CHICAGO (NewsNation Now) — This year’s presidential election is just over one week away, and the number of people who have already cast ballots has surpassed early voting tallies in 2016.
As of Monday, more than 60 million people have submitted their votes so far, according to the University of Florida’s U.S. Elections Project. The total of in-person and mail ballots cast in the 2016 election was 58 million.
An analyst for the data project says that some states are on pace to exceed their 2016 early voting totals this week.
Florida, Georgia, Hawaii, Montana, New Mexico, North Carolina, Tennessee, Texas and Washington are all at 60% or above for their total 2016 turnout.
Texas is at 80%, followed by Montana at 70% and then North Carolina, Tennessee and Georgia all around 65%.
According to the U.S. Elections Project, Washington offers key insights to what’s happening in the 2020 election.
“The state ran all-mail elections in 2016 and 2020 under the same rules. The only change is a change in voters’ behavior,” the project’s analysis stated. “So far, the state reports 2,018,495 mail ballots have been returned. At this same number of days prior to the election in 2016, 763,934 ballots were returned. Washington’s mail ballot return rates are nearly three times what they were in 2016.”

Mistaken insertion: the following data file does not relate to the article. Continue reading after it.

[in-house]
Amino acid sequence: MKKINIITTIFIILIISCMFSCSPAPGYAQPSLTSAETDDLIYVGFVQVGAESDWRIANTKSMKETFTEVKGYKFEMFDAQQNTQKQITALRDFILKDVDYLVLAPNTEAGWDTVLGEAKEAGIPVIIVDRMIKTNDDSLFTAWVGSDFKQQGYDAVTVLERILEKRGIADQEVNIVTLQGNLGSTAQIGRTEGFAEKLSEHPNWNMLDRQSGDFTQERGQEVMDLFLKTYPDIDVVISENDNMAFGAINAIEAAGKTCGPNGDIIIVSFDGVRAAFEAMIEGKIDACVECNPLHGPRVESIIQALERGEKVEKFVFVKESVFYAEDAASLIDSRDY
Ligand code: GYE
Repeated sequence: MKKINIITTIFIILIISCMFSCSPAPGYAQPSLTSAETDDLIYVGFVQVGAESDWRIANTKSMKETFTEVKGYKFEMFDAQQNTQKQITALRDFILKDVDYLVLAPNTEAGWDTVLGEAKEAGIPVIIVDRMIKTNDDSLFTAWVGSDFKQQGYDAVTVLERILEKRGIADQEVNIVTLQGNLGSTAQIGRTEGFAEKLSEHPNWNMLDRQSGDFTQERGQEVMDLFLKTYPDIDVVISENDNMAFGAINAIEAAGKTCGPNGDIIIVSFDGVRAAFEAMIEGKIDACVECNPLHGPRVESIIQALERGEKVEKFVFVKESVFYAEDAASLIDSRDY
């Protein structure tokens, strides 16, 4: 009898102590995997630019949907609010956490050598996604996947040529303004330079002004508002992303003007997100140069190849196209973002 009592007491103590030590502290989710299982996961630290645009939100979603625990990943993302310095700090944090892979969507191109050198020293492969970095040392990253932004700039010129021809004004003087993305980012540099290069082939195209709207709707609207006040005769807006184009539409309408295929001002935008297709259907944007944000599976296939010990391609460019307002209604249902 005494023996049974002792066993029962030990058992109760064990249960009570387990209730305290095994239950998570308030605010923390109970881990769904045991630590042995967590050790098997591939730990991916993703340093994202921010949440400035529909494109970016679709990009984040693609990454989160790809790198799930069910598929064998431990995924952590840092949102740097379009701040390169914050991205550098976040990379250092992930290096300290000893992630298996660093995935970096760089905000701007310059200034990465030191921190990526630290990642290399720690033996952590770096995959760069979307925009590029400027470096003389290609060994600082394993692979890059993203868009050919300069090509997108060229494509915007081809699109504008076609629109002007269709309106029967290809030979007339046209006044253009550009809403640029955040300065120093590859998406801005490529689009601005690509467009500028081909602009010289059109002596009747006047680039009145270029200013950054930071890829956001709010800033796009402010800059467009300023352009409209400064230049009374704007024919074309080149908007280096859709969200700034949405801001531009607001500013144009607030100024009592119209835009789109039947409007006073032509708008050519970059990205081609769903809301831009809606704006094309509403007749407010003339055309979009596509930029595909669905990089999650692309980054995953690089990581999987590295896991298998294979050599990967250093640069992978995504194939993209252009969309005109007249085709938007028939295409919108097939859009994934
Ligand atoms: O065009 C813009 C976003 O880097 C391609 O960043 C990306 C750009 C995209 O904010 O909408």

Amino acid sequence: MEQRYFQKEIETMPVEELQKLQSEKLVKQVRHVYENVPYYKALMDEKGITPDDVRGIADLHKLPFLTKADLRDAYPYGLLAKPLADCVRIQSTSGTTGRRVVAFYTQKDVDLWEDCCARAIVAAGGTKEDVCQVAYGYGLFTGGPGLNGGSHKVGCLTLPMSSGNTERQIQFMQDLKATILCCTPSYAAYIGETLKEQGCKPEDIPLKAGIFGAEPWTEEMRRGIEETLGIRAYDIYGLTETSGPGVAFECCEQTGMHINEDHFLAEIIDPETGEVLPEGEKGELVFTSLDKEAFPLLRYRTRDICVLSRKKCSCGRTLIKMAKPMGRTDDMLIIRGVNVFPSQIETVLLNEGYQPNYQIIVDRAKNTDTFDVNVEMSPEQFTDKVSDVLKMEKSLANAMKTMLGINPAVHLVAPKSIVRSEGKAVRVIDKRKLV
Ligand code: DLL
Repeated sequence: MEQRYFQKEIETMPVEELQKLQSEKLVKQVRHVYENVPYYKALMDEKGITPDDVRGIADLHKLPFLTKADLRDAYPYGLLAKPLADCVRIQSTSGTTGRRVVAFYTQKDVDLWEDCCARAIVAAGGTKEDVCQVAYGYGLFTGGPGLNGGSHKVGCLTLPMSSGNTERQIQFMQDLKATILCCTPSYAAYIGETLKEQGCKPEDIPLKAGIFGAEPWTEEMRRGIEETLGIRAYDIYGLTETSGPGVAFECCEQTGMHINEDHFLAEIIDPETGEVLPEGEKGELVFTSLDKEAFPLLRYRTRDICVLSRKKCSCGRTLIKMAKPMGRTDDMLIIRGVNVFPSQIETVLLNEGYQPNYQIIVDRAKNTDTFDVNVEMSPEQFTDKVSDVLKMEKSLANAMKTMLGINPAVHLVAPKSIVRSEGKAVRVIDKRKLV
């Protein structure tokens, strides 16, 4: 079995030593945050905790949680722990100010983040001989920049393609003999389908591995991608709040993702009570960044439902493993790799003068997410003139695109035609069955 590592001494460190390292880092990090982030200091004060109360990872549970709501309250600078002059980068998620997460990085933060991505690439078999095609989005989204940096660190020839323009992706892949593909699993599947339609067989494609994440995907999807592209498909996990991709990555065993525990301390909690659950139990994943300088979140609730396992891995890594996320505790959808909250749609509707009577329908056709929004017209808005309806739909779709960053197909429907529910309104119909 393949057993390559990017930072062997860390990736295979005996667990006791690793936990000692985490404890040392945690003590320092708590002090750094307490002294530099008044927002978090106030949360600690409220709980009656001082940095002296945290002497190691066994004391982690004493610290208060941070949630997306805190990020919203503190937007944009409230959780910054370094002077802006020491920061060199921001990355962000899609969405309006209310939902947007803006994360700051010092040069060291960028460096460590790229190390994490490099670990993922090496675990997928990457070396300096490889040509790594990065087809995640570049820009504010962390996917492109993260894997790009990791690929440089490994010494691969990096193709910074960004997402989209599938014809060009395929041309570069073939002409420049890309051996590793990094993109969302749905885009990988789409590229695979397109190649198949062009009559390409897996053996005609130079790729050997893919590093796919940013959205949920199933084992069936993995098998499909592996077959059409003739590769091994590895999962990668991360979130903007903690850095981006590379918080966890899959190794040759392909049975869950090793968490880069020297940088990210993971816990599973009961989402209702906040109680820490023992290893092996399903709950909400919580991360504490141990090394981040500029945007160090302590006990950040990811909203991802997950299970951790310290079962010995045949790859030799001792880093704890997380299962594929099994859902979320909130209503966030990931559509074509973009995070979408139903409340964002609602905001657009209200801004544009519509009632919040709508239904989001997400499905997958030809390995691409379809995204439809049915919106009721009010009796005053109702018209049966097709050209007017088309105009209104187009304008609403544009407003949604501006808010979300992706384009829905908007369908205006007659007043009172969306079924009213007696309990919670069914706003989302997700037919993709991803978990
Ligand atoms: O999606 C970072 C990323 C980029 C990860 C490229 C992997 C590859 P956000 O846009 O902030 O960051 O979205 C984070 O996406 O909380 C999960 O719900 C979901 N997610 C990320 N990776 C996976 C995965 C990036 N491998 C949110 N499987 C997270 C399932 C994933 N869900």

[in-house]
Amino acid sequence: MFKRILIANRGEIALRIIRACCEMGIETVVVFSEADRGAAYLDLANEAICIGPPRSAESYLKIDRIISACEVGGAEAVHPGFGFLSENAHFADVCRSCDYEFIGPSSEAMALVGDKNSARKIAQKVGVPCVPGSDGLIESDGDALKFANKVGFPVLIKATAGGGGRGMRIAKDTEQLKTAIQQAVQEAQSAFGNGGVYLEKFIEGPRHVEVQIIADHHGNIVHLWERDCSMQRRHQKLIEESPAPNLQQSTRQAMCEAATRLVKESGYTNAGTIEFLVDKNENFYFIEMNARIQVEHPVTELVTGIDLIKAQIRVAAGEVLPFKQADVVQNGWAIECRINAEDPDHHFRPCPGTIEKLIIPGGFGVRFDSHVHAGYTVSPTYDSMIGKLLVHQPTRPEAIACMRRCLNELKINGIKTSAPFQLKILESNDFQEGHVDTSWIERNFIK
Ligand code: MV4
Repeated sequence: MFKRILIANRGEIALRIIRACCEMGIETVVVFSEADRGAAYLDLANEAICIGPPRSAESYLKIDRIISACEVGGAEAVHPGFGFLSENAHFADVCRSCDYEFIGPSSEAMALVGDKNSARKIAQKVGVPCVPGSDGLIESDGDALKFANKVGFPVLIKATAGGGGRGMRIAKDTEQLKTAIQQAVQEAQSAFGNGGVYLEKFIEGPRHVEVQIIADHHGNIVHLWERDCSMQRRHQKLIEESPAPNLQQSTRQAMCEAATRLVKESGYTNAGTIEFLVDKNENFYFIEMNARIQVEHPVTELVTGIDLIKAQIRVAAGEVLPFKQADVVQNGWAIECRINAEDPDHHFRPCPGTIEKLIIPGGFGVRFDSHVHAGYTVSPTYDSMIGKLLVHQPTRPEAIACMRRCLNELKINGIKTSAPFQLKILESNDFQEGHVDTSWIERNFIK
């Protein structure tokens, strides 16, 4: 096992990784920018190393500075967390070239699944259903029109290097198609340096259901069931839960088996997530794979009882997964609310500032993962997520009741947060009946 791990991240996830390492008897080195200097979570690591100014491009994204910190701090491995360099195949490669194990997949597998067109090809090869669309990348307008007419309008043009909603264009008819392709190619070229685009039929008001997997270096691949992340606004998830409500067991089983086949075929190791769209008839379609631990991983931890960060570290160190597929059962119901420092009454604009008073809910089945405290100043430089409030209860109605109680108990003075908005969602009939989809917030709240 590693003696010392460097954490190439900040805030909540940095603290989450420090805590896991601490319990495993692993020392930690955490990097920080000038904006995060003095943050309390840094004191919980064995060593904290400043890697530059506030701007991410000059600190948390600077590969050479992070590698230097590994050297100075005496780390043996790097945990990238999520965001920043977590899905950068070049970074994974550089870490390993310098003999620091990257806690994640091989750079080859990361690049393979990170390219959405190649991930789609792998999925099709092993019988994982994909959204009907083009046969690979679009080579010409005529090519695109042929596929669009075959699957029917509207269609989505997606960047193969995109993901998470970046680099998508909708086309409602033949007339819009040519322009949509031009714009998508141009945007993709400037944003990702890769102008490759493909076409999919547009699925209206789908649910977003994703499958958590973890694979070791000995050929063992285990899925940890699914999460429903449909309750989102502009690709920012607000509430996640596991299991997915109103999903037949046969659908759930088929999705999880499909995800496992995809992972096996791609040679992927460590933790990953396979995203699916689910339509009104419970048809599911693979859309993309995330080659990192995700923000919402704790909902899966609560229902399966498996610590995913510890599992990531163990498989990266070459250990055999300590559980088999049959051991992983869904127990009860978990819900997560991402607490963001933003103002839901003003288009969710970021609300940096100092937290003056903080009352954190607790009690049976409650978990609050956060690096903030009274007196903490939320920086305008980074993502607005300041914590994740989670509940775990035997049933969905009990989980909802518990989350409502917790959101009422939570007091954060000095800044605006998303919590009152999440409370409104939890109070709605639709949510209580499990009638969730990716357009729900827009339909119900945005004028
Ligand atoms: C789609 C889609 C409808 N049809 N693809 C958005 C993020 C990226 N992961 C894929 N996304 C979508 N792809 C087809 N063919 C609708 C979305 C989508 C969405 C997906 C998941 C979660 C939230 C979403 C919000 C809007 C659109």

So far, the project noted that voter behavior is helping spread out the workload of election officials during the coronavirus pandemic.
“Not only are people voting, but they are voting over a longer period of time,” the project’s analysis said.
Democrats are taking the lead in the initial balloting, accounting for more than 49% of those who have voted so far, according to the project’s latest count. The data only includes 19 states’ party registration reporting.
Republicans account for nearly 28% of the total vote. More than 22% don’t have any party affiliation listed.
“This is a glass half-full, glass half-empty situation,” said John Couvillon, a Republican pollster who tracks early voting closely, told the Associated Press.
“They’re showing up more,” he added, but “Republicans need to rapidly narrow that gap.”
Michael McDonald, a University of Florida professor who specializes in U.S. elections, warned of other factors that could influence voting tallies, including Tropical Storm Zeta.
Zeta is expected to strengthen into a hurricane Monday, and McDonald said the storm could disrupt in-person early voting in Republican areas of Florida’s panhandle later this week.
The Associated Press contributed to this report